Traffic thundered through Mikumi National Park. There are speed restrictions – and these are even lower at night – but collisions and near misses with wildlife are inevitable. We saw more than one articulated lorry on its side down the embankment, with the driver and his mate sprawled next to it, waiting patiently for rescue. It was likely to be a very long wait.
We stopped for supplies at Iringa, a bustling town high on a hill and with impressive views over a brown desiccated landscape splotched with the unexpected mauve of jacarandas. Our route then took us off the main highway, eventually becoming a dust road and we got to the gates of Ruaha National Park with 10 minutes to spare before they closed. We reached our camp-site on the banks of the Great Ruaha River to find a giraffe nonchalantly munching on a bush, and not the slightest bit interested in our arrival. The Great Ruaha River, eh? Well, it might be Great in the wet season – but this was the dry. The river bed was wide – but only a few narrow streams populated it.
We shared the campsite with baboons, who were already settled for the night in a large tree when we arrived. Later, when we sat round the camp-fire, our torches picked out two eyes shining like beacons – a civet, probably visiting in the hopes of easy pickings … And later still, in the dead of night, we heard another lion roar …
Fortunately we didn’t have to share the shower block with the baboons. Early morning and they were down at the water’s edge playing, socialising, washing and grooming, leaping amazingly high over the separate rivulets so they wouldn’t get their feet wet. A foray of mongooses scampered past on their way to breakfast.
Ruaha is home to approximately 10 thousand elephants. That’s what we’d read, anyway … Perhaps it’s an indication of just how big the park is that approximately 9,950 of them successfully managed to hide from us. We knew they were there – the evidence was incriminating … droppings, elephant-ravaged trees – baobabs furrowed, gouged, scarred and holed and with the bark hanging in shreds so the elephants could get at the moisture in the sap. And we did, of course, eventually see some in action – browsing on acacia bushes, having dust baths and digging deep with their trunks to get at the water beneath the sand of a dry river bed.
It’s a very scenic park with rolling hills littered with boulders of all sizes and covered in leafless trees – impossible to tell if they were dead or merely awaiting the rains – rocky outcrops, sand rivers. It’s a muted colour palette punctuated with saddle-bill storks, kudu, impala, blue helmeted guinea fowl and ostriches – and charmingly grotesque baobabs, looking almost as though they’re waiting to have little faces drawn on them and be animated by Disney into an enchanted wood.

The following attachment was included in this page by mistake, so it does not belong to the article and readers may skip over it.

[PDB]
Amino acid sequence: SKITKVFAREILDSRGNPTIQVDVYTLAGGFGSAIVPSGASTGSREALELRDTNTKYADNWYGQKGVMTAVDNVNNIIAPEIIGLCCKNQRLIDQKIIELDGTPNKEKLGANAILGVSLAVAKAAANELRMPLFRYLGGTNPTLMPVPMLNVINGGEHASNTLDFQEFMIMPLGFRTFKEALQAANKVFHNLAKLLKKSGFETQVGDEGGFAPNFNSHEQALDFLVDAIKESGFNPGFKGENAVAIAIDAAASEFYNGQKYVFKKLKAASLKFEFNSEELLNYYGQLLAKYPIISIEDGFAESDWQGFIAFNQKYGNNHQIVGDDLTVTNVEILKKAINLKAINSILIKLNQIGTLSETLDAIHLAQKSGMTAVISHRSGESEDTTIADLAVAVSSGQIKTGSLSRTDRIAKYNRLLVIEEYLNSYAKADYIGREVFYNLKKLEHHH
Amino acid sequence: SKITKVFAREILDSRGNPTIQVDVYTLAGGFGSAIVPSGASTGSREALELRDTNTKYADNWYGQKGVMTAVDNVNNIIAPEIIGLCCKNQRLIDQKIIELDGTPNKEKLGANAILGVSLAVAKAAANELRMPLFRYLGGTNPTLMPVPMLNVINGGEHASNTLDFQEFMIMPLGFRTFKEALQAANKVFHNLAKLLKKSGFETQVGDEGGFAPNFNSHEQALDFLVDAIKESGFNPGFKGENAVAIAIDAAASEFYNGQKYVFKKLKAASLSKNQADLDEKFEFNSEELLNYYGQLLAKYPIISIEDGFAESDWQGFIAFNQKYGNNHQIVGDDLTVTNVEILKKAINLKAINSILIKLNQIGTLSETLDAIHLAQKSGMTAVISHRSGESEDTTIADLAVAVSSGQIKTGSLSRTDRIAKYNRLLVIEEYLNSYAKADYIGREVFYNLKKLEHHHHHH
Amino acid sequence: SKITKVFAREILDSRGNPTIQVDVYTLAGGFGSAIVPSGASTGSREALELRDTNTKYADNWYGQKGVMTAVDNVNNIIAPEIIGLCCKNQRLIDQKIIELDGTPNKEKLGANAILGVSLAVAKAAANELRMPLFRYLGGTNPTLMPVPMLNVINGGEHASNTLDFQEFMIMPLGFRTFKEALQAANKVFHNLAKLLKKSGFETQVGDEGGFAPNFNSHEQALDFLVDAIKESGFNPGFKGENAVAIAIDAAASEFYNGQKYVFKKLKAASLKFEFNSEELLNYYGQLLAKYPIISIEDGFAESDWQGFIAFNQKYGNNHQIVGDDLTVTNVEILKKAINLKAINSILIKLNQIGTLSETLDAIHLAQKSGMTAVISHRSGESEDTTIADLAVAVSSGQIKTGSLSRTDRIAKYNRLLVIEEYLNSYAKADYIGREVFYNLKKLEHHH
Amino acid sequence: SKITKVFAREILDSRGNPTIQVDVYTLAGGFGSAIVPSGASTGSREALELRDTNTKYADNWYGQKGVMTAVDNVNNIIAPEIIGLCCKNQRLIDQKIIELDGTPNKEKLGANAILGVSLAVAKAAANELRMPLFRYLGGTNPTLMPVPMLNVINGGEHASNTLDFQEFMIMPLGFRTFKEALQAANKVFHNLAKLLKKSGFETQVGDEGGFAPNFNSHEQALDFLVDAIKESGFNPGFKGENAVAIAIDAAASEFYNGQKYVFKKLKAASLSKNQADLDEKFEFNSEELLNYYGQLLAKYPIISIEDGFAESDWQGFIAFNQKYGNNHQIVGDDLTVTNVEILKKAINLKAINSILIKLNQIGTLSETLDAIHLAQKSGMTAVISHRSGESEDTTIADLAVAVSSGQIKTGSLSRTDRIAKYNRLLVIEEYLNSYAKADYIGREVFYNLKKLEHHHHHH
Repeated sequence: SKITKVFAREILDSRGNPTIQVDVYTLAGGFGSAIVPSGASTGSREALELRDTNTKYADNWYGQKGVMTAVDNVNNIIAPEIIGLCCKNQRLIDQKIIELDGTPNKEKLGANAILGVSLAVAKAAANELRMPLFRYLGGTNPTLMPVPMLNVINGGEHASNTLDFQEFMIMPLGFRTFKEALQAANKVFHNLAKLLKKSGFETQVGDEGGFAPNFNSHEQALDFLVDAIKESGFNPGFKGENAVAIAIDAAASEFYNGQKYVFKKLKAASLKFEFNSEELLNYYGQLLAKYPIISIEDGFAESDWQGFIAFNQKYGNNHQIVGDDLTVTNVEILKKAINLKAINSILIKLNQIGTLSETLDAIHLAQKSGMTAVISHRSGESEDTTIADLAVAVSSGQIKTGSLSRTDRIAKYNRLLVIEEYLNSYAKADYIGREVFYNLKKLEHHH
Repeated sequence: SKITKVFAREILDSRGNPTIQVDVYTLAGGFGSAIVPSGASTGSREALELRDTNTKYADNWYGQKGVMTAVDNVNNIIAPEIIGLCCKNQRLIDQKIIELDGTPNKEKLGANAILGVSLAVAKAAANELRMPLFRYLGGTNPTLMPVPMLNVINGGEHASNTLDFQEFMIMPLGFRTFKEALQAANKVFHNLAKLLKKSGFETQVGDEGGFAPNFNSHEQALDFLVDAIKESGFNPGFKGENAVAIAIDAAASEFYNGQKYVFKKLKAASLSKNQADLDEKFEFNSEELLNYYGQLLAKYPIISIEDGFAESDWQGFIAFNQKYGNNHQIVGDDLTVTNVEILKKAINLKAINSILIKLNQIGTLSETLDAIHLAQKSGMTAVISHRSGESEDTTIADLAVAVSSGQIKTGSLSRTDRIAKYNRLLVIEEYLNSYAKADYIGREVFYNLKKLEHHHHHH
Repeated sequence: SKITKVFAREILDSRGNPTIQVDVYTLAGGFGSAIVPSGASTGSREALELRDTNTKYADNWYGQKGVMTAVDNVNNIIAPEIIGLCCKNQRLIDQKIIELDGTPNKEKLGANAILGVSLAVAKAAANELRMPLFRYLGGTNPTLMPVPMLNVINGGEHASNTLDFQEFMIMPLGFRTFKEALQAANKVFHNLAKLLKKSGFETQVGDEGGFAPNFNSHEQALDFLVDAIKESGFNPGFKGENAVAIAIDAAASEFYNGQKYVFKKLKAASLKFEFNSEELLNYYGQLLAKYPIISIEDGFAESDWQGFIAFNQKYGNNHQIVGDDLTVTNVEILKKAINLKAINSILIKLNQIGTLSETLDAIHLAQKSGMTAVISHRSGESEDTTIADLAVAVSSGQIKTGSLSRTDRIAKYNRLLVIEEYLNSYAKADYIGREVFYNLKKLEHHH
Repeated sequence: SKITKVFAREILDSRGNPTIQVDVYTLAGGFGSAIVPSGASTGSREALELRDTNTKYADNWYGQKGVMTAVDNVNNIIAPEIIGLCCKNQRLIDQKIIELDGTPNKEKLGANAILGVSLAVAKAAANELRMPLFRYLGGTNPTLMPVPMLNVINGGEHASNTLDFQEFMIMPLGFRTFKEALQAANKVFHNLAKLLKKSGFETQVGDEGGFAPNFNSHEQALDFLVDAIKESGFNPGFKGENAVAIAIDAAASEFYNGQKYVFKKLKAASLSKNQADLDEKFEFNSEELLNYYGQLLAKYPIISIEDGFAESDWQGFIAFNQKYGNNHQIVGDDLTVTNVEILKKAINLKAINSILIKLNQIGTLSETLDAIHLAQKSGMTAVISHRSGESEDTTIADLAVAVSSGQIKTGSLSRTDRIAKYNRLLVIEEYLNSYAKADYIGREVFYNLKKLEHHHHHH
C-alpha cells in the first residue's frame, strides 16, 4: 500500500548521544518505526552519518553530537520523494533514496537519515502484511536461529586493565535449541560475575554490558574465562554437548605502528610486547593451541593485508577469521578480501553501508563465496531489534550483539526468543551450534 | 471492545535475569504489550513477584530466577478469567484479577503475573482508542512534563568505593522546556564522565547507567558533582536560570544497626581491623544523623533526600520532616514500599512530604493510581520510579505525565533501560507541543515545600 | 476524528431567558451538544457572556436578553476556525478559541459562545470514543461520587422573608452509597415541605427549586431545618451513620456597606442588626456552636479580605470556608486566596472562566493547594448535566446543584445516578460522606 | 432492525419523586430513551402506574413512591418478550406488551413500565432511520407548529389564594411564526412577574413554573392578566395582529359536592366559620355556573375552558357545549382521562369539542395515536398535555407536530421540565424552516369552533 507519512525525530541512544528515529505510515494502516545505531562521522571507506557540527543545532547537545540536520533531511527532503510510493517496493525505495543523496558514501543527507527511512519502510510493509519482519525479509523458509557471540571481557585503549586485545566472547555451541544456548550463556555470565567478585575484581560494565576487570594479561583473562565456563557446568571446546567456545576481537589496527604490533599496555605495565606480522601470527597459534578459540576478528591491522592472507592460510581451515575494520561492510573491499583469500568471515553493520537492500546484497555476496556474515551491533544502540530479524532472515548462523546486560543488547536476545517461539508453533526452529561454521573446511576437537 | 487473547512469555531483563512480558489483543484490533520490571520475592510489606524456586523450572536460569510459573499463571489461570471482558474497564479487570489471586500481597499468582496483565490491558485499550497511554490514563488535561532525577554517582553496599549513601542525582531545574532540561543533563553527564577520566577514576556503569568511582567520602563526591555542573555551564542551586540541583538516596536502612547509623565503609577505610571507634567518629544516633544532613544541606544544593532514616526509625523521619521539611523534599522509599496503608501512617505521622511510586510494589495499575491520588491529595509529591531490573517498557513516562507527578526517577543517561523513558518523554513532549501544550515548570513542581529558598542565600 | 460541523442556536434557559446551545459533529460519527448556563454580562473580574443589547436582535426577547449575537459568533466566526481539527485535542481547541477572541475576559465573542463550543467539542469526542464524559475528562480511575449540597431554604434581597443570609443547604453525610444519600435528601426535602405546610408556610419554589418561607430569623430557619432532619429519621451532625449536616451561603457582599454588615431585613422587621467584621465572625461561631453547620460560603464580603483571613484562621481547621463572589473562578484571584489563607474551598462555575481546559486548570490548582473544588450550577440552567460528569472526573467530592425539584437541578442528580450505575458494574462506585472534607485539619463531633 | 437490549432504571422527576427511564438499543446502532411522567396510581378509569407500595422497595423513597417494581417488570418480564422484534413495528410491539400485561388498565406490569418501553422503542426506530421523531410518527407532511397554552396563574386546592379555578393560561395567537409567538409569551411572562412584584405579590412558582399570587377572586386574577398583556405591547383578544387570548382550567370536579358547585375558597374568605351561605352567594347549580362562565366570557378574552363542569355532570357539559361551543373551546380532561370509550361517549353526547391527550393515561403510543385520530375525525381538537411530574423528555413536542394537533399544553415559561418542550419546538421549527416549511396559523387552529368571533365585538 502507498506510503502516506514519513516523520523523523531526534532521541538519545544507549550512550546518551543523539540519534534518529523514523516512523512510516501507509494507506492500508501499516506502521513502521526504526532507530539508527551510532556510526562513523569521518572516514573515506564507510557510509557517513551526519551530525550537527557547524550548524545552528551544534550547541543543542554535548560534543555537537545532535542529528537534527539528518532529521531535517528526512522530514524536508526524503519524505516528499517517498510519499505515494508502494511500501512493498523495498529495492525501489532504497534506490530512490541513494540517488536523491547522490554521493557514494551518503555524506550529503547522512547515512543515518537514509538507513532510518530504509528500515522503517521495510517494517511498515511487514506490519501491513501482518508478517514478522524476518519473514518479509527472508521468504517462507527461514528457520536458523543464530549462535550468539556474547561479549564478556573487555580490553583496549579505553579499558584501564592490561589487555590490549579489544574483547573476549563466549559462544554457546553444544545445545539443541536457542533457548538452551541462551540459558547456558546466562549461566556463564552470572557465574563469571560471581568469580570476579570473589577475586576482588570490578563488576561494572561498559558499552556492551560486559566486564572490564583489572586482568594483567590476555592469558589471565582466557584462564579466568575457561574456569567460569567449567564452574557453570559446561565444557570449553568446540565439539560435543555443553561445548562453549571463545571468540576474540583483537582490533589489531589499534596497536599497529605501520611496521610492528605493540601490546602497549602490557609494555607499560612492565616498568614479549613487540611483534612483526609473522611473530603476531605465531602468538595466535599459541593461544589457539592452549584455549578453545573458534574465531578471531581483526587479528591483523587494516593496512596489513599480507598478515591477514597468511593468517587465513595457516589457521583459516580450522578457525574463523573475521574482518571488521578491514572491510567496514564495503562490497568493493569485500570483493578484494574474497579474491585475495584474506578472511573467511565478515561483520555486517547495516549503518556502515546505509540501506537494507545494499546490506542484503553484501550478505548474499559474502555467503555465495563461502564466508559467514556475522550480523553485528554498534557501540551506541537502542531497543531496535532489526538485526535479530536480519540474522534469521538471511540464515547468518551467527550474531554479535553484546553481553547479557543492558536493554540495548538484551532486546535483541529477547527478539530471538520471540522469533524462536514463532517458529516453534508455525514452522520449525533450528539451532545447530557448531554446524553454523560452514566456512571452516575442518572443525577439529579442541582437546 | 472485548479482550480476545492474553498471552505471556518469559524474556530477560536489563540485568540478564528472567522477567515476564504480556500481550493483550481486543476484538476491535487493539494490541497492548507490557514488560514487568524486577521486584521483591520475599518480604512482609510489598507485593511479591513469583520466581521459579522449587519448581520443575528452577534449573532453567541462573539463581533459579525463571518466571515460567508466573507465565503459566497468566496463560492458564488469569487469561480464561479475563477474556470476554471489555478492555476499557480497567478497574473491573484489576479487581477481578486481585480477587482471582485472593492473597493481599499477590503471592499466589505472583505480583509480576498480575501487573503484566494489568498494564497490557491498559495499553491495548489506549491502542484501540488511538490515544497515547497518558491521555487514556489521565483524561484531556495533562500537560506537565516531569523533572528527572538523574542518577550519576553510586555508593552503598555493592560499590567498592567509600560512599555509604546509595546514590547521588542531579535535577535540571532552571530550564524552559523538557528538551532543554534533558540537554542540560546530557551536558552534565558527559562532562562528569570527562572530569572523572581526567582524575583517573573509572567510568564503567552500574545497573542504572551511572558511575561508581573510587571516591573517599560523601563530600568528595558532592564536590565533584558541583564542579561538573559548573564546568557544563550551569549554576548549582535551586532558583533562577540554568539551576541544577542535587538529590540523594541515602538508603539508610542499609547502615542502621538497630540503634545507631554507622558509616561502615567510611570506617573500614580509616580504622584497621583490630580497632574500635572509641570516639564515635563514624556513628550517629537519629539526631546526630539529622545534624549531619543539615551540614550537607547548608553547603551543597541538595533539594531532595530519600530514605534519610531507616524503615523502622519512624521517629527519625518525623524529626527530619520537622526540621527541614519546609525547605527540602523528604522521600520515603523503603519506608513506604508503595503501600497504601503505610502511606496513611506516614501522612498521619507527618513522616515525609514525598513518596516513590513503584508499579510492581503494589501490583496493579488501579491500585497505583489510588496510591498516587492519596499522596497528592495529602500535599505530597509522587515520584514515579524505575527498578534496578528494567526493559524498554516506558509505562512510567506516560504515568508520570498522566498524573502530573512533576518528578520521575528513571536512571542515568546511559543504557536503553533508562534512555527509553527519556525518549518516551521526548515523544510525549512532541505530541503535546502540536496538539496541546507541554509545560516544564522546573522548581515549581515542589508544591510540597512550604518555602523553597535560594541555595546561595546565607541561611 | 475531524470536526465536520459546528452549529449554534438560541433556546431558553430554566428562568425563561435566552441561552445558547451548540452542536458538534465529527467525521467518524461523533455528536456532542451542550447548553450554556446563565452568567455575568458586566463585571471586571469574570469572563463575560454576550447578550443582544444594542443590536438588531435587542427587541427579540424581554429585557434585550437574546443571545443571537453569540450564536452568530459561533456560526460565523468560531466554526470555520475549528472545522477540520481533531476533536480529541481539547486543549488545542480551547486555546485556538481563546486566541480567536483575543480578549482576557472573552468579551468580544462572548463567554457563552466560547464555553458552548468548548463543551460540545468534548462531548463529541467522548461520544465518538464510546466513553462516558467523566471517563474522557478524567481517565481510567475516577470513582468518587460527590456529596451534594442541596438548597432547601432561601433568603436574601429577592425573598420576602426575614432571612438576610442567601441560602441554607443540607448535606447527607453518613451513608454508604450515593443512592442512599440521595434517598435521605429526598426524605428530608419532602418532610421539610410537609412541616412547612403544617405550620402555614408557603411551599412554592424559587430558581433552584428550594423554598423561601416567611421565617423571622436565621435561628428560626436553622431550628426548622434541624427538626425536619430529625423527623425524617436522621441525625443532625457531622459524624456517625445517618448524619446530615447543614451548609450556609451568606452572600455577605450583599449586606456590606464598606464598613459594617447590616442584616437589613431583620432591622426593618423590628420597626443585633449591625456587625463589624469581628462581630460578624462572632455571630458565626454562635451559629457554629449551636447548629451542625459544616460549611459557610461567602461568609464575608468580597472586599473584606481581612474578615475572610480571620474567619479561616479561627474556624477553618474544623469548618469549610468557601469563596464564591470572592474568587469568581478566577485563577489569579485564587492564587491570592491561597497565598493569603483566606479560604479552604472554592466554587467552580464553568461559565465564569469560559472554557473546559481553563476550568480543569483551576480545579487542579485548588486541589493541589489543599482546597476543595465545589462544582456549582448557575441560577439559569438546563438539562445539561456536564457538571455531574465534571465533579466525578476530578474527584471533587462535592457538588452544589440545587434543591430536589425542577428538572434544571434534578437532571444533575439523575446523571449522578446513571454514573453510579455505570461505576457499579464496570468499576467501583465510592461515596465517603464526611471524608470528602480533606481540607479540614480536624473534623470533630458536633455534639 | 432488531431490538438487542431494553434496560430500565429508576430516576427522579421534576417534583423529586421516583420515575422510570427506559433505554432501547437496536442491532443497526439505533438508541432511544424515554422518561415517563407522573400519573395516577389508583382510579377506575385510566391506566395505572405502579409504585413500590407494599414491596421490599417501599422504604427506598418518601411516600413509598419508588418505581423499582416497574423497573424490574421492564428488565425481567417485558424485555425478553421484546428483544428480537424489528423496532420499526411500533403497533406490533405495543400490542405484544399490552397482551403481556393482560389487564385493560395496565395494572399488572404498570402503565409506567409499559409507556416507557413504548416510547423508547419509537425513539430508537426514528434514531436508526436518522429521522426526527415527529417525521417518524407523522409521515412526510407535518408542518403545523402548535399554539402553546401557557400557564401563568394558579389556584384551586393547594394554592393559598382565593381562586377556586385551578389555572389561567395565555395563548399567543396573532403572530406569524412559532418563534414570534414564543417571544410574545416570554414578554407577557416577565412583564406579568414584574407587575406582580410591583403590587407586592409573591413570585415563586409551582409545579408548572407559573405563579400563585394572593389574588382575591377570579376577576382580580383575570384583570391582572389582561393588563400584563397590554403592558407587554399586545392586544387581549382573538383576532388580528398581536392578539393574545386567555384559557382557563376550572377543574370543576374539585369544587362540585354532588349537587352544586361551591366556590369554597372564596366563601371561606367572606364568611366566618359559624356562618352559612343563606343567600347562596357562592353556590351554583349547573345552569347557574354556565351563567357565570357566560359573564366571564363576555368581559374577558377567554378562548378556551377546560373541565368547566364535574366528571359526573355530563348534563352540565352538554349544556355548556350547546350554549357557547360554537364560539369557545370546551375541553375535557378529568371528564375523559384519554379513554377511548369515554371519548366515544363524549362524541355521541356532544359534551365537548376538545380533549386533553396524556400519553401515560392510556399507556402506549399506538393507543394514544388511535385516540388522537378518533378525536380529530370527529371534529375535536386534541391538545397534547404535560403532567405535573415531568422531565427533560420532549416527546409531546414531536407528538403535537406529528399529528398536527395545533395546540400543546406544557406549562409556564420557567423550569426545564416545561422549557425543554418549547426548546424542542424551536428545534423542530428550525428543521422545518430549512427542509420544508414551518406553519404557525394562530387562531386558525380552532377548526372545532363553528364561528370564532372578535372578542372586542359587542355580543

We visited Mikumi National Park again on the return leg of our journey – and stopped to watch a group of warthogs. Whenever a safari vehicle draws up, warthogs normally trot off one behind the other, tails in the air raised like little flags. Not this time. Two middling sized ones and five young were all digging together for roots, when a much bigger one arrived on the scene. The big one set about chasing the little ones … Was it a boisterous uncle getting the children over-excited? Or was it a male with designs on the females and wanting to get the step-children out of the way first? Or was it an exercise in building up their strength, speed and agility? We were intrigued.
Answer: none of the above. Closer inspection revealed the presence of teats on the big one. This was the mother.
Against the odds, this mother had managed to raise a litter of five. Wart-hogs have four teats, unlike other members of the pig family with two rows of teats the length of their undercarriage. Usually each hoglet has its ‘own’ teat – so if there are more than four in the litter that creates problems. And here were five … obviously weaned, but still very small. When the female is ready to mate again she drives off the young ones to fend for themselves – although they do sometimes return later … These hoglets looked very small to be driven off into the big wide world on their own – but perhaps Mum had just met Johnny Depp … She’d obviously done with being maternal, whatever the reason. Those little ones were running scared.
We couldn’t hang around to see the outcome, though. We had a plane to catch. So for us it was reluctantly back to the delights of the Tranzam highway: the dust, the traffic fumes, the nose to tail lorries, the wrecks at the side of the road, the pails of tomatoes and onions – and behind us, the jagged outlines of distant mountains softened by the fuzz of far away trees …